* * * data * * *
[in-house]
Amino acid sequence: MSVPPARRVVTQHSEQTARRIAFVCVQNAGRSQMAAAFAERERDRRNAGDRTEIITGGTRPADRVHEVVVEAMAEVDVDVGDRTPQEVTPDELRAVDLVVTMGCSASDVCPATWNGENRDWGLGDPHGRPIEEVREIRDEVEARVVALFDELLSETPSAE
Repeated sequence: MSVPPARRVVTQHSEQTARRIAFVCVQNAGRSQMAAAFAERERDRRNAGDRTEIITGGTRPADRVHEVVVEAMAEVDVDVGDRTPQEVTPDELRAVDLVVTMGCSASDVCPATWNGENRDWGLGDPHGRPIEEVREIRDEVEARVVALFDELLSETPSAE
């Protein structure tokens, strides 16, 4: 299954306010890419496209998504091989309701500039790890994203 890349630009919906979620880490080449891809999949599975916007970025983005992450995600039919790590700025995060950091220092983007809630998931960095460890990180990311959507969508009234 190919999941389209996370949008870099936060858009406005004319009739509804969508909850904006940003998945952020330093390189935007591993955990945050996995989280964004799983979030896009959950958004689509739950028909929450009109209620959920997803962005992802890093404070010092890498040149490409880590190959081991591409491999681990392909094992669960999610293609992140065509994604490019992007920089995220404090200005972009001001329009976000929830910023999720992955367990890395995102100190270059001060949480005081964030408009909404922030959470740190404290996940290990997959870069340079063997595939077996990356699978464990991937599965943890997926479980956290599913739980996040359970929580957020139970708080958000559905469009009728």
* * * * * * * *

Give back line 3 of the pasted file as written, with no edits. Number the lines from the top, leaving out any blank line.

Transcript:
Repeated sequence: MSVPPARRVVTQHSEQTARRIAFVCVQNAGRSQMAAAFAERERDRRNAGDRTEIITGGTRPADRVHEVVVEAMAEVDVDVGDRTPQEVTPDELRAVDLVVTMGCSASDVCPATWNGENRDWGLGDPHGRPIEEVREIRDEVEARVVALFDELLSETPSAE